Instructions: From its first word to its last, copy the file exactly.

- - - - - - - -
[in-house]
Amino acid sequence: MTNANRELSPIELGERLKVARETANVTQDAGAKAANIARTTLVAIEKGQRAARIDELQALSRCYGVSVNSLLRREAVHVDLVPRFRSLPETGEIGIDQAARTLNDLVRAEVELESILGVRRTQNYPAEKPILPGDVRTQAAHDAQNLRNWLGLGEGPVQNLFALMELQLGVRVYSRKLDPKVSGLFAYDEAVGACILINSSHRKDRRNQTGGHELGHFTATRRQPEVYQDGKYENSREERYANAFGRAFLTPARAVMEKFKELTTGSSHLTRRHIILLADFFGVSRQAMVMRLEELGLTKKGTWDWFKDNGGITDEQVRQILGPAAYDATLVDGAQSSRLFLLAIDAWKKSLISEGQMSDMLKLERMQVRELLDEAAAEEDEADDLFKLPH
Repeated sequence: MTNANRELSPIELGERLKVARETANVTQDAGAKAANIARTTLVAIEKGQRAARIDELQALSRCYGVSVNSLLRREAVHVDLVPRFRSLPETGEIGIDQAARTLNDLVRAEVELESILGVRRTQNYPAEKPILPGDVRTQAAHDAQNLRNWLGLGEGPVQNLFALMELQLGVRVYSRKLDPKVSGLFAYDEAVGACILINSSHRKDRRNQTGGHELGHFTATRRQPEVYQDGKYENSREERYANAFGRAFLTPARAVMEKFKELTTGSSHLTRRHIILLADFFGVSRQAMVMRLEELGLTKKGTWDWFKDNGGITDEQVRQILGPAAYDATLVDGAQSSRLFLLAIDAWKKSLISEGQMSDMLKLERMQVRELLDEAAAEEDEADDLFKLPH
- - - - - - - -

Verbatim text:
[in-house]
Amino acid sequence: MTNANRELSPIELGERLKVARETANVTQDAGAKAANIARTTLVAIEKGQRAARIDELQALSRCYGVSVNSLLRREAVHVDLVPRFRSLPETGEIGIDQAARTLNDLVRAEVELESILGVRRTQNYPAEKPILPGDVRTQAAHDAQNLRNWLGLGEGPVQNLFALMELQLGVRVYSRKLDPKVSGLFAYDEAVGACILINSSHRKDRRNQTGGHELGHFTATRRQPEVYQDGKYENSREERYANAFGRAFLTPARAVMEKFKELTTGSSHLTRRHIILLADFFGVSRQAMVMRLEELGLTKKGTWDWFKDNGGITDEQVRQILGPAAYDATLVDGAQSSRLFLLAIDAWKKSLISEGQMSDMLKLERMQVRELLDEAAAEEDEADDLFKLPH
Repeated sequence: MTNANRELSPIELGERLKVARETANVTQDAGAKAANIARTTLVAIEKGQRAARIDELQALSRCYGVSVNSLLRREAVHVDLVPRFRSLPETGEIGIDQAARTLNDLVRAEVELESILGVRRTQNYPAEKPILPGDVRTQAAHDAQNLRNWLGLGEGPVQNLFALMELQLGVRVYSRKLDPKVSGLFAYDEAVGACILINSSHRKDRRNQTGGHELGHFTATRRQPEVYQDGKYENSREERYANAFGRAFLTPARAVMEKFKELTTGSSHLTRRHIILLADFFGVSRQAMVMRLEELGLTKKGTWDWFKDNGGITDEQVRQILGPAAYDATLVDGAQSSRLFLLAIDAWKKSLISEGQMSDMLKLERMQVRELLDEAAAEEDEADDLFKLPH